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In Australia, you could almost get used to being called a ‘wog’. But rather than vicious abuse, it appears more frequently as casual racism –- an issue as dangerous for a society as a verbal attack.
If you read one thing today, make it this.
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'Compliments of the 2 Aboriginals sitting next to you on Table 26.'
It's an easy mistake to make, confusing people who look similar. And while the intention is usually not openly racist, it is very often lazy. It implies that you didn't care enough to take the time to really look at someone as an individual. And that is a very real problem for people of colour all over the world.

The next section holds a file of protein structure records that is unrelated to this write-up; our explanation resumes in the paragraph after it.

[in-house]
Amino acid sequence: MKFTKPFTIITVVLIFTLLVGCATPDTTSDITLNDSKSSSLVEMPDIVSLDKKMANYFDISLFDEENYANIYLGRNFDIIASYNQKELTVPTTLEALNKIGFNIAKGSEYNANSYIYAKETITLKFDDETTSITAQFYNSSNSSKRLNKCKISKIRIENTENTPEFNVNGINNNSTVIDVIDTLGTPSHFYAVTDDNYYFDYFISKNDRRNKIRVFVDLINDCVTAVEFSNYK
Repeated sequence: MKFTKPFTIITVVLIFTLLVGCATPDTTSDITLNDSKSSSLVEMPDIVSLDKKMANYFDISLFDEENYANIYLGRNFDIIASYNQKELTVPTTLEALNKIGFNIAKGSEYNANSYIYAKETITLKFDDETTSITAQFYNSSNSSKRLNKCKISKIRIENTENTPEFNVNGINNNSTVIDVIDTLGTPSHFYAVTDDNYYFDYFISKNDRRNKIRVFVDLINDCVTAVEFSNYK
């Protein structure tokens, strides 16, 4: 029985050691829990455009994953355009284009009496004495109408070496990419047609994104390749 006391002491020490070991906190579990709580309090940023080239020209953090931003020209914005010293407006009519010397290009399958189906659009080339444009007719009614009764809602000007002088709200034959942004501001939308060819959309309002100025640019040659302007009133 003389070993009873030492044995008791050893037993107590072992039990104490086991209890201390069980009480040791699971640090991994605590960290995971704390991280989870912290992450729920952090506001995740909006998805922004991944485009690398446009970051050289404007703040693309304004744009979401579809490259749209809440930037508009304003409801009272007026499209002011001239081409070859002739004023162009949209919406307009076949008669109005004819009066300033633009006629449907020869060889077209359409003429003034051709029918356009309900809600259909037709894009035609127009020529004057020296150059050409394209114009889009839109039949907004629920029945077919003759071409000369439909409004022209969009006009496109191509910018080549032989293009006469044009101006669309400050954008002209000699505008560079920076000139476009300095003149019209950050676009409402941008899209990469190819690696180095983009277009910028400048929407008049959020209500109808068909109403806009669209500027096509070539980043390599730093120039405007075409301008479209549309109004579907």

It would be both naïve and problematic to think that we, as Australians, are 'colour-blind' or somehow 'post-racial.' We aren't. But affording those without a mainstream voice an opportunity to speak about their experiences of racism in Australia, without the issue being co-opted, denied or dismissed, is as good a place as any to start a real conversation about the impacts of racism in Australia.
The fact of the matter is, if someone is offended by your racist "joke" it makes no difference whether you intended it to be hurtful or not. "I didn't mean it in a racist way" or "I didn't mean to upset you" doesn't excuse ignorance.